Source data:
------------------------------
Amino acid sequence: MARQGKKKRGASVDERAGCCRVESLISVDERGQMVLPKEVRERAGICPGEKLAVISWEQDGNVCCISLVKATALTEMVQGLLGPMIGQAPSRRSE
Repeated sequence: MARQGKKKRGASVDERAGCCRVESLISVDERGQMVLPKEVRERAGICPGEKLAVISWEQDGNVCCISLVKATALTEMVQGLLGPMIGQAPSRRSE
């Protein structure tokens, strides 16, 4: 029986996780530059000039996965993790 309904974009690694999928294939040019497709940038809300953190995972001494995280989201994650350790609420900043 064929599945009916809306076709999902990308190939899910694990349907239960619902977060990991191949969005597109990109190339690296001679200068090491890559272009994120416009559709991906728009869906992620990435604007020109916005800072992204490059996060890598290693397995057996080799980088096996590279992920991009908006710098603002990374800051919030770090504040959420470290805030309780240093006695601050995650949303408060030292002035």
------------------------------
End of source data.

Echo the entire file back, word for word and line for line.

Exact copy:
Amino acid sequence: MARQGKKKRGASVDERAGCCRVESLISVDERGQMVLPKEVRERAGICPGEKLAVISWEQDGNVCCISLVKATALTEMVQGLLGPMIGQAPSRRSE
Repeated sequence: MARQGKKKRGASVDERAGCCRVESLISVDERGQMVLPKEVRERAGICPGEKLAVISWEQDGNVCCISLVKATALTEMVQGLLGPMIGQAPSRRSE
């Protein structure tokens, strides 16, 4: 029986996780530059000039996965993790 309904974009690694999928294939040019497709940038809300953190995972001494995280989201994650350790609420900043 064929599945009916809306076709999902990308190939899910694990349907239960619902977060990991191949969005597109990109190339690296001679200068090491890559272009994120416009559709991906728009869906992620990435604007020109916005800072992204490059996060890598290693397995057996080799980088096996590279992920991009908006710098603002990374800051919030770090504040959420470290805030309780240093006695601050995650949303408060030292002035």